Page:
Lung cancer quickly became the most common cancer worldwide in the last decade of the 20th century due to an increase in smoking rates. 1.8 million patients were diagnosed with the disease in 2012, and in the same year 1.6 million patients died from this cancer (1). However, in the last three decades milestones in treating both small cell lung cancer (SCLC) and non-small cell lung cancer (NSCLC) have been met and then improved upon or superseded. The first significant milestone in treating this disease came from combination chemotherapy for patients with SCLC. Later, palliative chemotherapy was established for patients with advanced NSCLC and targeted therapies with angiogenesis inhibitors, EGFR inhibitors, and ALK inhibitors made an impact when used in treatments as determined by unique cancer cell characteristics. Most recently, the clinical introduction of immune checkpoint inhibitors has revolutionized the way we are treating all types of lung cancer.

Combination Chemotherapy
SCLC is a chemosensitive disease, and thus the discovery of the effectiveness of combination chemotherapy was an important milestone in treating the cancer. Combination chemotherapy, using different drugs to address different cancer qualities, repeatedly performed better than using a single drug type alone when looking at both survival and quality of life. The benefits of combination chemotherapy, including most importantly, tumor control, typically outweigh the associated chemotherapy toxicities.

Palliative Chemotherapy
The establishment of palliative chemotherapy is a major milestone in treating advanced NSCLC. By the third generation of cytotoxic drugs, side effects were greatly diminished. Superior drugs, like cisplatin-based chemotherapy, produce higher survival rates and improved patients’ quality of life as compared to traditional chemotherapies that produced devastating toxicities in the patient’s body.

Adjuvant Chemotherapy
In addition to treating lung cancers with variations and combinations of chemotherapy, approximately 25-30% of NSCLC patients have localized tumors and can be treated through surgery. Even though most of these surgeries are expected to be curative, 70% of patients will relapse as a result of micro-metastases that are already present at the time of surgery. Adjuvant chemotherapy refers to a chemotherapy treatment administered after the initial surgical intervention. As a result of this dual approach to treatment, patients generally experience increased longevity and disease-free survival rates.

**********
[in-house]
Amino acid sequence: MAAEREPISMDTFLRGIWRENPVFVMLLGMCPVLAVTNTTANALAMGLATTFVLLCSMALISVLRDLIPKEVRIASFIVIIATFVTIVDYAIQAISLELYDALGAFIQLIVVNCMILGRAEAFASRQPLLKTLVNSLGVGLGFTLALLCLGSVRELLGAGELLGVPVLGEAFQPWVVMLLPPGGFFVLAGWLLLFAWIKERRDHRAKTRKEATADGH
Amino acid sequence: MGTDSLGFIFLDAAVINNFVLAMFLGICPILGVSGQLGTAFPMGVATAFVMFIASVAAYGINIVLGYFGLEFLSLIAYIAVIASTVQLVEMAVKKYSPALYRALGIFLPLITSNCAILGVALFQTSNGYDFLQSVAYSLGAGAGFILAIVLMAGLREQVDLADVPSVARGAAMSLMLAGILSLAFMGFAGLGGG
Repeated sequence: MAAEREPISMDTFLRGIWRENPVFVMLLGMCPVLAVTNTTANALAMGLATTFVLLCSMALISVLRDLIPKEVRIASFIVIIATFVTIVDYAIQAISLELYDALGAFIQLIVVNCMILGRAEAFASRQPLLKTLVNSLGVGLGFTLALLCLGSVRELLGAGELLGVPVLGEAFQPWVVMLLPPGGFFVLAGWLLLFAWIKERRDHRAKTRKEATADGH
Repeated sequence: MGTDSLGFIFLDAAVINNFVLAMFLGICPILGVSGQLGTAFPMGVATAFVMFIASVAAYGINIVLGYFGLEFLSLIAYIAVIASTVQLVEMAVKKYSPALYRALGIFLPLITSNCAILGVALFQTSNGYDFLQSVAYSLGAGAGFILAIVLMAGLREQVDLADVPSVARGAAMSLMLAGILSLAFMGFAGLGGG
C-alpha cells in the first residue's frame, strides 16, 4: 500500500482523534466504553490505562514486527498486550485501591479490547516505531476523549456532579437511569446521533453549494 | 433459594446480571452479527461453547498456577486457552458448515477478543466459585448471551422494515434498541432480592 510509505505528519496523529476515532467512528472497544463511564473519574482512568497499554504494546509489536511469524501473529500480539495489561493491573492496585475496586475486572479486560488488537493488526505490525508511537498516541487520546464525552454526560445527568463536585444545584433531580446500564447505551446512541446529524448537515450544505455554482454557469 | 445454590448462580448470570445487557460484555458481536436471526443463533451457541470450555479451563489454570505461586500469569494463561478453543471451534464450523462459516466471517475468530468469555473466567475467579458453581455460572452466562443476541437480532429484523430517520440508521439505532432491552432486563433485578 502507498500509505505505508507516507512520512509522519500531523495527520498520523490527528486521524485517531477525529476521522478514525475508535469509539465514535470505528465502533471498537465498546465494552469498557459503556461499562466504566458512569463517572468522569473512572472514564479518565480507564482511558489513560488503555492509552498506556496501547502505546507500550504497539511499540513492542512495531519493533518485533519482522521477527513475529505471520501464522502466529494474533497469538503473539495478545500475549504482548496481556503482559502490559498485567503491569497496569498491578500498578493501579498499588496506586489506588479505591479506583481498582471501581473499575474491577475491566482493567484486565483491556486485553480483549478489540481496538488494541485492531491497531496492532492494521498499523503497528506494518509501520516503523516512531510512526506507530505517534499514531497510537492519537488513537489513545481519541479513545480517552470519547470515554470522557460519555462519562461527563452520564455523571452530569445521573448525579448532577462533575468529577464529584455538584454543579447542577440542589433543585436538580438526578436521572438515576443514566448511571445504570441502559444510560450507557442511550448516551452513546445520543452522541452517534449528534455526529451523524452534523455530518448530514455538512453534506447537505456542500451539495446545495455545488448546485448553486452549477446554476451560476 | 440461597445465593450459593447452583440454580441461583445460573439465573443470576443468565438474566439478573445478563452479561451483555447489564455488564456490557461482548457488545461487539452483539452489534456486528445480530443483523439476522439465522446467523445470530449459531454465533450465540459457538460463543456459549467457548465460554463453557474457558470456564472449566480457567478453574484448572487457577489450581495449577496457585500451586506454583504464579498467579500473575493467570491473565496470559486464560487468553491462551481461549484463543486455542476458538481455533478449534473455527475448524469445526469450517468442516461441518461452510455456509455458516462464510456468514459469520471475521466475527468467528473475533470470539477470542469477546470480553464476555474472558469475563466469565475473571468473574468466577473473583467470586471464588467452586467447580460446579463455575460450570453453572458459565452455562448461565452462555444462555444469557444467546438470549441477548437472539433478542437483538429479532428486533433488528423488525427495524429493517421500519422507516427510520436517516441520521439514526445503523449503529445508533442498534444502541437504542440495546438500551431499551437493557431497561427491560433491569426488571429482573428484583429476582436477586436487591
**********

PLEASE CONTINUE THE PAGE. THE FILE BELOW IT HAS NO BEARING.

Targeted Therapies
As the understanding of lung cancer grows, therapies have become progressively more targeted. Targeted therapies for advanced NSCLC represent another milestone in treating lung cancers. Studies have been conducted for drugs using angiogenesis, EGFR, and ALK inhibitors with some level of success in entering clinical practice. When a targeted therapy is used, qualities of the cancer itself inform the selection of the drug or the combination of drugs that will be used to most effectively treat the patient’s unique cancer.

Immune Checkpoint Inhibitors
Lung cancer was originally believed to be nonimmunogenic until the discovery of immune checkpoints within the patient’s immune system. The introduction of immune checkpoint inhibitors in clinical practice for patients with advanced NSCLC has been a major milestone in treating this type of cancer. As a result of this discovery, scientists have been able to further personalize lung cancer treatments by manipulating the body’s own immune system through the targeting of cytotoxic T lymphocyte-associated antigen 4 (CTLC4) and Programmed death-1 (PD-1). Two anti–PD-1 immune checkpoint inhibitors for second-line treatment of advanced NSCLC were recently approved by the FDA, leading to an increased use of these agents in clinical practice in the United States.

Even with the evolution of immune checkpoint inhibitors, there is still a lot of research and development to conduct on the topic of lung cancer treatment. The possibility of creating a more effective treatment regimen using immune checkpoint inhibitors alone, in combination or in conjunction with other treatments like targeted therapy, radiation, and chemotherapy, are being studied in ongoing clinical trials. In addition, as the understanding of the disease and its treatment alternatives grow, researchers will be able to identify relevant biomarkers to more easily diagnose and target the treatment.

If you’re interested in learning more about how BioAgilytix partners with innovators to support cancer treatment breakthroughs, speak to one of our scientists today or visit us at the 17th Annual ASCO Meeting from June 2-6, 2017 in Chicago, IL.